Review: Bye-bye – story of a good service gone bad

In 2006, I signed up for  – a great service at the time. For a small yearly fee of $30, they offered unlimited storage capacity for photo galleries, and provided an alternative solution to all-too-common Flickr and Picasa. I loved the interface and the amount of control over the galleries I had, so I gladly became a premium member for $30 a year.

Over time I’ve accumulated a considerable amount of photos on the site (about 2.7Gb), some of the pictures being originals uploaded to the site. Nothing spectacular, just a lot of my snapshot-taking.

Fast-forward to 2013 when I started considering moving all of my galleries to a different platform – the look and feel of fotki platform has gone stale over 6 years and hadn’t really been updated, nor did it have integration with mobile and interoperability with other services. At that point, in April, a friend of mine who also was using fotki for a while forwarded me an email he received from them in 2012 declaring that to deal with the rising costs, they are forced to introduce a new level of membership that would have “FTP Access to your originals”. So, in essence, they decided to cut off FTP access to the originals I’ve uploaded to their “unlimited storage” hosting, until I pay them for a new level of membership.

That left me a little annoyed, – I can understand that small businesses have to deal with rising costs, and I honestly would have paid an increased membership, but positioning it as a new level and cutting out my access to my uploaded photos rather than to new galleries – that’s a little too much. At this point, however, I’ve already found a suitable replacement – and was ready to move on. So, I paid the additional $30 for Premium Gold membership – if anything to just get my photos out.

After downloading all of the galleries, something odd attracted my attention – the total size of the downloaded folders was just over 200 Mbs, meanwhile the amount of storage used on the server was 2.7 Gbs. When I contacted their support, they explained that not all of the originals were online because they were affected by Hurricane Sandy in 2012 and had to move to a different datacenter, and that the remaining originals will be back online “in a few weeks”. When, in my opinion, reasonably I asked for a refund for my just paid Premium Gold membership, I was told that they “don’t offer refunds”!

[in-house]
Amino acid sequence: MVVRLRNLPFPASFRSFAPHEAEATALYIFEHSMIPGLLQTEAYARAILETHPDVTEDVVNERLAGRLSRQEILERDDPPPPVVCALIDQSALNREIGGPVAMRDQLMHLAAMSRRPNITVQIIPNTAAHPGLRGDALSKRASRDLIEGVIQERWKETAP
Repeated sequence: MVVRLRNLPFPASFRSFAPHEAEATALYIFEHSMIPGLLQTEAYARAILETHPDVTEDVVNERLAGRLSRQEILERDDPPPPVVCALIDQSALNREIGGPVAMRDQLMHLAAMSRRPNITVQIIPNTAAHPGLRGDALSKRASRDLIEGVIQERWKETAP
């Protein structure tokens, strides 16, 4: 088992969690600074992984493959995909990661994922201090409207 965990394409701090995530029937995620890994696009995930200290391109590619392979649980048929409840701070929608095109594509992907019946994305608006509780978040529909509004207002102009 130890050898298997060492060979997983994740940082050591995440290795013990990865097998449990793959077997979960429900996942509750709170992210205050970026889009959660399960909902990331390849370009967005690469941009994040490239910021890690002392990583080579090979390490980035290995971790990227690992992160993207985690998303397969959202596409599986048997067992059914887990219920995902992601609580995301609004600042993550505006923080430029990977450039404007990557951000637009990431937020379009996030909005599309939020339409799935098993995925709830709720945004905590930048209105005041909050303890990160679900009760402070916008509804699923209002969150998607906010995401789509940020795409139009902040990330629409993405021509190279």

I’m not going to post what I think of them. One simple fact – I contacted their support in April 2013. It’s been 4 months and during this time nothing has changed. Every time they get back to me, it’s “a few weeks” and “few more weeks”. I’m about to close the account, giving up on some of my originals.

Final Thoughts: It’s really sad to see a good business gone bad. I’m not sure what happened – maybe they didn’t scale up to make the numbers work, maybe they changed management (I haven’t really looked through their blog – it now starts to show errors left and right, so something tells me the infrastructure is about to go). I am certainly left with a bad aftertaste and feeling cheated by what originally was a good and promising service. Bye-bye,! Heated Seat Kit Review & Installation

With winter coming (way too) soon, I decided to add heated seats to my s/o’s car, and here is my experience. Overall, so far I am very satisfied with the product, despite few minor things that I would change.


After a little bit of research online, I came up with (HSK), also known as as a potential source of the kits. The kits I got were Innovative Heat II kits which cost $90 and come with 2 heat settings and are advertised as their most popular and universal model. Each kit includes two pads – one for bottom cushion and one for back cushion – wiring harness and 3-position switch.

I placed order on their website on Monday morning, via fairly simple process. The $90 includes shipping, and in addition I bought a suggested $20 installation kit, for the total of $200. One thing that bothered me a little was the fact that when I placed the order, I did not receive a confirmation email that would contain any kind of order information. However, I did not get to wonder about that for too long because, to my surprise, I found my order at my doorstep on Tuesday! the order was shipped from WA to CT via USPS and got there in one day. That’s impressive, I have to say.

As it turns out, there is a page where you can find status of the order and even order reference # using full name OR a zip code (!), but I still believe these days email is a must.

And so, off the the races. Here is the target (the one of the right, not the one on the left, though, HSK sells a heated seat kit for motorcycles, and I am curious about it):

Target: Subaru Impreza 2008

Here is what the kits look like:

Heated Seat Kits


Installation Manual(s)